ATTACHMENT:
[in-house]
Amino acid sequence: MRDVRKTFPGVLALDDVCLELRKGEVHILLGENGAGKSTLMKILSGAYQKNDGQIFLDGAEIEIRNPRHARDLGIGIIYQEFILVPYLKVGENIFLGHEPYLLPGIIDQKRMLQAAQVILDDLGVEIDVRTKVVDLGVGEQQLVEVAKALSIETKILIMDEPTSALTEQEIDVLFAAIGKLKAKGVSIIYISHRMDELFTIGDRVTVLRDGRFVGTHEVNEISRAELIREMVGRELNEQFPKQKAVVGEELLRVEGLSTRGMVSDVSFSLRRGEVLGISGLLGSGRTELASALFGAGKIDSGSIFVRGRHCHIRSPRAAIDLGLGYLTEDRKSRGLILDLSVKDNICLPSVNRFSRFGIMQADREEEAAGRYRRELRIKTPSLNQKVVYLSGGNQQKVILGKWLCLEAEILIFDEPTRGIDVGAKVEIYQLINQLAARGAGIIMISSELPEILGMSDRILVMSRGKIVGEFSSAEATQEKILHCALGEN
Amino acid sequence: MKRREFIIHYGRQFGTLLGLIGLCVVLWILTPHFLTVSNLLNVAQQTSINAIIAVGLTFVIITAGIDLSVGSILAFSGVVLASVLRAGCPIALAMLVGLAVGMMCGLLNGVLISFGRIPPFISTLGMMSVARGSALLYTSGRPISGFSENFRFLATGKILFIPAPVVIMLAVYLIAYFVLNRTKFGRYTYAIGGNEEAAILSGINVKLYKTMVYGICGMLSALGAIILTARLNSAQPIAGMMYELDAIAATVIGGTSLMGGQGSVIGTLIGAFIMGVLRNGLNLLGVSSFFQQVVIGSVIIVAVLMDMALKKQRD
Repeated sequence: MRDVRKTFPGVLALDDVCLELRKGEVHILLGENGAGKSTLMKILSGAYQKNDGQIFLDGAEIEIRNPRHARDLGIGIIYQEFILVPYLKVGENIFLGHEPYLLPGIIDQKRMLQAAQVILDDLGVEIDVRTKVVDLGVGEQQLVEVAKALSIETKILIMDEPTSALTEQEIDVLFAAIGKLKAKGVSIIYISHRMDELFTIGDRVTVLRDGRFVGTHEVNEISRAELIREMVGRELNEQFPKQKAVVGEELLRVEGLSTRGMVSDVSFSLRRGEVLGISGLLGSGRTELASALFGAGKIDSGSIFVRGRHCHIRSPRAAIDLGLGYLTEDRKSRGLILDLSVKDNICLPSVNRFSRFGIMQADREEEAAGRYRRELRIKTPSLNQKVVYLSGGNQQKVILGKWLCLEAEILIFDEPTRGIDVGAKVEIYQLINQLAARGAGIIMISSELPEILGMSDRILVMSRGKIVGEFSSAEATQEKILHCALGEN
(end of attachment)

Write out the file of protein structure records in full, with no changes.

[in-house]
Amino acid sequence: MRDVRKTFPGVLALDDVCLELRKGEVHILLGENGAGKSTLMKILSGAYQKNDGQIFLDGAEIEIRNPRHARDLGIGIIYQEFILVPYLKVGENIFLGHEPYLLPGIIDQKRMLQAAQVILDDLGVEIDVRTKVVDLGVGEQQLVEVAKALSIETKILIMDEPTSALTEQEIDVLFAAIGKLKAKGVSIIYISHRMDELFTIGDRVTVLRDGRFVGTHEVNEISRAELIREMVGRELNEQFPKQKAVVGEELLRVEGLSTRGMVSDVSFSLRRGEVLGISGLLGSGRTELASALFGAGKIDSGSIFVRGRHCHIRSPRAAIDLGLGYLTEDRKSRGLILDLSVKDNICLPSVNRFSRFGIMQADREEEAAGRYRRELRIKTPSLNQKVVYLSGGNQQKVILGKWLCLEAEILIFDEPTRGIDVGAKVEIYQLINQLAARGAGIIMISSELPEILGMSDRILVMSRGKIVGEFSSAEATQEKILHCALGEN
Amino acid sequence: MKRREFIIHYGRQFGTLLGLIGLCVVLWILTPHFLTVSNLLNVAQQTSINAIIAVGLTFVIITAGIDLSVGSILAFSGVVLASVLRAGCPIALAMLVGLAVGMMCGLLNGVLISFGRIPPFISTLGMMSVARGSALLYTSGRPISGFSENFRFLATGKILFIPAPVVIMLAVYLIAYFVLNRTKFGRYTYAIGGNEEAAILSGINVKLYKTMVYGICGMLSALGAIILTARLNSAQPIAGMMYELDAIAATVIGGTSLMGGQGSVIGTLIGAFIMGVLRNGLNLLGVSSFFQQVVIGSVIIVAVLMDMALKKQRD
Repeated sequence: MRDVRKTFPGVLALDDVCLELRKGEVHILLGENGAGKSTLMKILSGAYQKNDGQIFLDGAEIEIRNPRHARDLGIGIIYQEFILVPYLKVGENIFLGHEPYLLPGIIDQKRMLQAAQVILDDLGVEIDVRTKVVDLGVGEQQLVEVAKALSIETKILIMDEPTSALTEQEIDVLFAAIGKLKAKGVSIIYISHRMDELFTIGDRVTVLRDGRFVGTHEVNEISRAELIREMVGRELNEQFPKQKAVVGEELLRVEGLSTRGMVSDVSFSLRRGEVLGISGLLGSGRTELASALFGAGKIDSGSIFVRGRHCHIRSPRAAIDLGLGYLTEDRKSRGLILDLSVKDNICLPSVNRFSRFGIMQADREEEAAGRYRRELRIKTPSLNQKVVYLSGGNQQKVILGKWLCLEAEILIFDEPTRGIDVGAKVEIYQLINQLAARGAGIIMISSELPEILGMSDRILVMSRGKIVGEFSSAEATQEKILHCALGEN